Jesus, a practicing Jew, crossed boundaries and reached out to the Gentile Gerasene demoniac. He saw a human, not an animal. Jesus, most appropriately from a Jewish perspective, sends the demons, who beg him not to condemn them to the abyss (connoting the place of death), into a herd of ritually unclean swine; the swine then rush into the watery deeps, an English phrase translating another Greek word for abyss. Demons clearly belong in the abyss. Then Jesus welcomes the man to his team, instructing him to tell everyone about being healed. Jesus lived a welcoming, inclusive, genuine hospitality.

This morning’s epistle reading reminds us that in Holy Baptism we are “clothed with Christ.”[2] Being clothed with Christ is another way of saying that our character, that is our values and habitual patterns of behavior, should imitate those of Jesus. Set within the context of today’s gospel reading, being clothed with Christ has two meanings.

First, we are to have compassion and strive to heal the mentally ill. Illustratively, Holy Nativity reenacted Jesus’ healing the demoniac through both its generous Easter gift to the Samaritan Counseling Center of Hawai’i – truly a gift to help raise the metaphorically dead to new life – and through its ongoing concern for housing the homeless, many of whom suffer from some form of mental illness, including addiction.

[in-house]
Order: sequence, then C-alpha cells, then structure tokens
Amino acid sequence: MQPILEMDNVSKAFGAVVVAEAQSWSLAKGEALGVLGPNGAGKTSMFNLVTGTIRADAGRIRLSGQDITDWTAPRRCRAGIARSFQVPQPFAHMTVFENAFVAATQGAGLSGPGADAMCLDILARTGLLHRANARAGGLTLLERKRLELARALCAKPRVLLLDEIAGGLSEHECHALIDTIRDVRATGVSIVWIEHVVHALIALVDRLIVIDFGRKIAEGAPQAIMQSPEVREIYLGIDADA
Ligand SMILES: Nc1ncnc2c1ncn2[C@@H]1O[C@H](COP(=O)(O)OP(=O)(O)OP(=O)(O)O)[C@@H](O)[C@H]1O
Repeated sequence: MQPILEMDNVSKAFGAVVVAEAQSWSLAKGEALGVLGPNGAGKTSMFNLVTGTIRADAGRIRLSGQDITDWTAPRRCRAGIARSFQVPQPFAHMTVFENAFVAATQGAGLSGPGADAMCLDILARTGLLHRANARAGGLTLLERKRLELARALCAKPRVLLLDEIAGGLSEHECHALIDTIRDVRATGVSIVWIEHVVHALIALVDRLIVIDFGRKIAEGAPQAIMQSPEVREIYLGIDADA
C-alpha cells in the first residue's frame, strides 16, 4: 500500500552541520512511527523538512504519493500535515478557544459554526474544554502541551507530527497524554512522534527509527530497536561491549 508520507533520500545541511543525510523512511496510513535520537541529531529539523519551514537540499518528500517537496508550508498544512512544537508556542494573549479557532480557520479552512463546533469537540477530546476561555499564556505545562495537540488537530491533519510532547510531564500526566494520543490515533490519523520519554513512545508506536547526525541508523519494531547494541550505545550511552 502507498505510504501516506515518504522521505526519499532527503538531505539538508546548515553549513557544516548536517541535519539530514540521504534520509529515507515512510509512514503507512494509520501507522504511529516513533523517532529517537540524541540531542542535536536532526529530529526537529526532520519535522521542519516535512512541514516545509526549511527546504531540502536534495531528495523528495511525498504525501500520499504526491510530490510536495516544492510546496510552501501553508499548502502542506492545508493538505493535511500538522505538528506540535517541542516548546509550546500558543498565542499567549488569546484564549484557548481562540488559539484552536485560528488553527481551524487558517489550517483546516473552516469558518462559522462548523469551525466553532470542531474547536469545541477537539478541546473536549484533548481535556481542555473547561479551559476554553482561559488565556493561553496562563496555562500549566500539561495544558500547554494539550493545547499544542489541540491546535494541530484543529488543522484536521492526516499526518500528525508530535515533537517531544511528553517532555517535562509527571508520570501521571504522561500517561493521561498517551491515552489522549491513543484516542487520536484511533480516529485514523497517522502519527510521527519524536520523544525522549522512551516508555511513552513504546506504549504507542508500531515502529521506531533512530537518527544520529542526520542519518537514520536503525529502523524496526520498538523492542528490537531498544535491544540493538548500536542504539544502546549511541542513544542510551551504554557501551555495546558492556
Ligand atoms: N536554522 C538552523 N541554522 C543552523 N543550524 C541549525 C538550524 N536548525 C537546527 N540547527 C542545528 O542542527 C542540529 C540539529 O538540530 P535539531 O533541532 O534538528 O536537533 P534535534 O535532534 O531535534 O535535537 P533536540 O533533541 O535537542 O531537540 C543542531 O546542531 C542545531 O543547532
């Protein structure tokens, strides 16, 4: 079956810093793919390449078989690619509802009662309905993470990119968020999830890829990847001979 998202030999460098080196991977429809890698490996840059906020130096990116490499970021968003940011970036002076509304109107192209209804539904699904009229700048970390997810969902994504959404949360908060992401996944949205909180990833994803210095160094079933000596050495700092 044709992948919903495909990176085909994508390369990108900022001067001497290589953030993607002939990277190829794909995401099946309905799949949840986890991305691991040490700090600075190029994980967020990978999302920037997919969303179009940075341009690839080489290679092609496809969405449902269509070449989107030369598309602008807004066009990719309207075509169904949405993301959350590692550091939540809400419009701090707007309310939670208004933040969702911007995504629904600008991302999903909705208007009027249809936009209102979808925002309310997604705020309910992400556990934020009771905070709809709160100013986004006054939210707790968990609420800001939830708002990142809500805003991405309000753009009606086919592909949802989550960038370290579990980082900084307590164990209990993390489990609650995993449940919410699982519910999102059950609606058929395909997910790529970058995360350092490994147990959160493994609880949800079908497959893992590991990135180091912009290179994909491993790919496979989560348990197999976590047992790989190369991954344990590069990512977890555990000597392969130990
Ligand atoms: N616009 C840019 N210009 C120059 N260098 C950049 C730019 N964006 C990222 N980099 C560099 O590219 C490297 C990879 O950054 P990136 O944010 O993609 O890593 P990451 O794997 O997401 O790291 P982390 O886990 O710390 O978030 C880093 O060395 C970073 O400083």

Second, we are to bridge divides that polarize and separate. The preeminent sixteenth century Anglican theologian Richard Hooker commented that our affirmation the Bible contains all things necessary for salvation does not mean that all things the Bible contains are necessary for salvation.[3] These latter topics he labelled adiaphora, the non-essentials.

Sadly, this congregation, like our larger society, has a history of bitter disputes. Like each of you, I see through a glass darkly and have no claim to infallibility. God's people here, and everywhere, inevitably disagree over issues that seem important yet are not essential for salvation. When those disagreements occur, remember the story of the Gerasene demoniac. Jesus recognized him as a human, saw in him the light of God's image, no matter how tarnished, restored him to the community, embracing him as a disciple.

Disagree. But then metaphorically, cross the aisle. Smile at one another. Embrace one another as brothers and sisters, clothed in Christ.

May our symbols of God's grace – water, light, bread, wine, word, and touch – exorcise your demons and fill you with new life. And when the service is ended, go, and tell others what wondrous things God is doing in this place. Amen.

Sermon preached the Second Sunday after Pentecost, June 23, 2019

Church of the Holy Nativity, Honolulu, HI



[1] Luke 8:26-39.
[2] Galatians 3:23-29.
[3] John Barton, “Richard Hooker and Puritans: Of sundry things, in the light of reason,” Church Times, 14 June 2019.